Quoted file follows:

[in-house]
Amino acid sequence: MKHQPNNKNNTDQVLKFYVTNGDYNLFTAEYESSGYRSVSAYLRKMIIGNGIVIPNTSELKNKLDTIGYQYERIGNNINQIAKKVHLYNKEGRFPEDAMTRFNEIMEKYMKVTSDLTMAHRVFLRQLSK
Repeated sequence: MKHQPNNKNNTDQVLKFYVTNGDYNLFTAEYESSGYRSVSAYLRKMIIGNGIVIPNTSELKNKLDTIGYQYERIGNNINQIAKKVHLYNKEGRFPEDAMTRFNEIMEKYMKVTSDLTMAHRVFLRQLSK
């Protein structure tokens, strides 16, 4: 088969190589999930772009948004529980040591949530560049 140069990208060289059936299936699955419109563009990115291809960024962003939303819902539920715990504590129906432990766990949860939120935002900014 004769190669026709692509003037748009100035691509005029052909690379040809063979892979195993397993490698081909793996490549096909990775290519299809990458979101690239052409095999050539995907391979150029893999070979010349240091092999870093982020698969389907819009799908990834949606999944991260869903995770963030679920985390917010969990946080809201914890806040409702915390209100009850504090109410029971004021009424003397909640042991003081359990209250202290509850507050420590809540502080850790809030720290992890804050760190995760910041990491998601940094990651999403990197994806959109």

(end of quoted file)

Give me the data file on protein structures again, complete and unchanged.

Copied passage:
[in-house]
Amino acid sequence: MKHQPNNKNNTDQVLKFYVTNGDYNLFTAEYESSGYRSVSAYLRKMIIGNGIVIPNTSELKNKLDTIGYQYERIGNNINQIAKKVHLYNKEGRFPEDAMTRFNEIMEKYMKVTSDLTMAHRVFLRQLSK
Repeated sequence: MKHQPNNKNNTDQVLKFYVTNGDYNLFTAEYESSGYRSVSAYLRKMIIGNGIVIPNTSELKNKLDTIGYQYERIGNNINQIAKKVHLYNKEGRFPEDAMTRFNEIMEKYMKVTSDLTMAHRVFLRQLSK
């Protein structure tokens, strides 16, 4: 088969190589999930772009948004529980040591949530560049 140069990208060289059936299936699955419109563009990115291809960024962003939303819902539920715990504590129906432990766990949860939120935002900014 004769190669026709692509003037748009100035691509005029052909690379040809063979892979195993397993490698081909793996490549096909990775290519299809990458979101690239052409095999050539995907391979150029893999070979010349240091092999870093982020698969389907819009799908990834949606999944991260869903995770963030679920985390917010969990946080809201914890806040409702915390209100009850504090109410029971004021009424003397909640042991003081359990209250202290509850507050420590809540502080850790809030720290992890804050760190995760910041990491998601940094990651999403990197994806959109």